Poland reinforces border with Belarus as migrant crisis escalates

 10 total views,  1 views today

Thousands of migrants remain on the Belarus-Poland border

Originally published on Global Voices

The standoff on the Polish border with Belarus, November 8, 2021. Screenshot from video by RFE/RL/Polish Defense Ministry.

The standoff on the Polish border with Belarus, November 8, 2021. Screenshot from video by RFE/RL/Polish Defense Ministry.

Polish authorities have accused Belarus of an “attack” on its eastern border and of orchestrating a “migration crisis”. The accusations come as an increasing number of migrants from the Middle East, South Asia, and Africa have been gathering at the border between the two countries and attempting to gain entry into Poland, as well as Lithuania and Latvia.

On November 8, the Polish government posted videos online allegedly capturing several attempts by groups of migrants to break through the razor wire fencing on the border, according to RFE/RL.

Following the escalation, Poland convened an emergency session of the parliament, where officials condemned the actions of the Belarusian state and border forces. Prime Minister Mateusz Morawiecki said that Belarus’ actions have “a mastermind in Moscow” and blamed Russia's President Vladimir Putin for supporting Belarusian strongman Alyaksandr Lukashenka.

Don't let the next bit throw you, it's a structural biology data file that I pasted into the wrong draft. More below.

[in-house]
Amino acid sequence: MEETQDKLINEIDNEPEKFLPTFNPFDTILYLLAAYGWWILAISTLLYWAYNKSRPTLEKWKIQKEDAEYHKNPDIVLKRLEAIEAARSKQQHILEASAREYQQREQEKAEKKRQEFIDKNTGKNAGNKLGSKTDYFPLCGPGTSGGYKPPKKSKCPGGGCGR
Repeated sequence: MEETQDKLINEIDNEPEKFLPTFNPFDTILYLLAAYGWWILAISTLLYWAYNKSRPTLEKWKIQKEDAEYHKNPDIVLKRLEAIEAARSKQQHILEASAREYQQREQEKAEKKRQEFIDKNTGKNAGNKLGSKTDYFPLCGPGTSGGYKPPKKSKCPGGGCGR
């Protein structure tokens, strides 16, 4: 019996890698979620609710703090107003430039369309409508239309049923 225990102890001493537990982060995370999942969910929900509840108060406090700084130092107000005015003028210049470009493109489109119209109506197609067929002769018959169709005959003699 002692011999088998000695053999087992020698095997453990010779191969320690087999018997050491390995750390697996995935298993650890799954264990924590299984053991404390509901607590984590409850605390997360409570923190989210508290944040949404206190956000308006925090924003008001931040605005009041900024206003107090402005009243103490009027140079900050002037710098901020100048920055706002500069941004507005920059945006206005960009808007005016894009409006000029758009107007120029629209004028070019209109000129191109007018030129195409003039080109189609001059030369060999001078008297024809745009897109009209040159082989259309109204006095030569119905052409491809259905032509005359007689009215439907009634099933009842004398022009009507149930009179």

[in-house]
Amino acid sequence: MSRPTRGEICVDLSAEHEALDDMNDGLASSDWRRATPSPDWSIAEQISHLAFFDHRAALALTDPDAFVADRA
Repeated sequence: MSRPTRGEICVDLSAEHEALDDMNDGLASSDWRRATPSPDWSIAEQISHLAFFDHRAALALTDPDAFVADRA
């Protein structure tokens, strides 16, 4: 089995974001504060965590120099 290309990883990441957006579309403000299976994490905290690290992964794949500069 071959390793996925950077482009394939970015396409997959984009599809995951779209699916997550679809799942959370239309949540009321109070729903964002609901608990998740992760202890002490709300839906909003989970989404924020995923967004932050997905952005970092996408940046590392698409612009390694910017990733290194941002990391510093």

“The Belarusian regime is attacking the Polish border, the EU, in an unparalleled manner”, Polish President Andrzej Duda said at a news conference in Warsaw on November 9.

We currently have a camp of migrants who are blocked from the Belarusian side. There are about 1,000 people there, mostly young men. These are aggressive actions that we must repel, fulfilling our obligations as a member of the European Union.

The EU had previously accused Lukashenka of flying in migrants from the Middle East, North Africa and South Asia and bringing them to the EU's borders through Belarus as a transit zone to retaliate against the sanctions imposed by European leaders over the authorities’ brutal crackdown since last year’s disputed presidential election.

Opposition leader Sviatlana Tsikhanouskaya reacted to the latest escalation on Twitter, saying the crisis in Belarus was now impacting other countries around the world.

Thousands of migrants remain on the Belarus-Poland border, experiencing freezing cold temperatures, with little food, water or warm clothes. Though they are blocked from entering Poland, they also cannot return to Belarus, as Belarusian border guards prevent them from entering back into the country. A Polish special services spokesperson also accused Belarusian border patrols of “helping migrants to destroy the border barriers”.

The Belarusian Ministry of Defense has called the Polish accusations “unfounded” and has denied manufacturing the migrant crisis.  Lukashenka's government instead has accused Poland and the rest of the EU of violating human rights by refusing to let the migrants apply for asylum.

On November 9, Lithuania declared a state of emergency at its border with Belarus and at the location of the camps hosting migrants who arrived from there. Earlier in September 2021, Poland became the first EU country to declare a state of emergency on the territory of Podlaskie and Lubelskie voivodeships, citing “threat to citizens and public order”. As part of the emergency measures, Poland has increased the number of soldiers and guards at the border with Belarus to 20,000. Polish lawmakers have also approved the construction of a $407-million wall on its eastern border.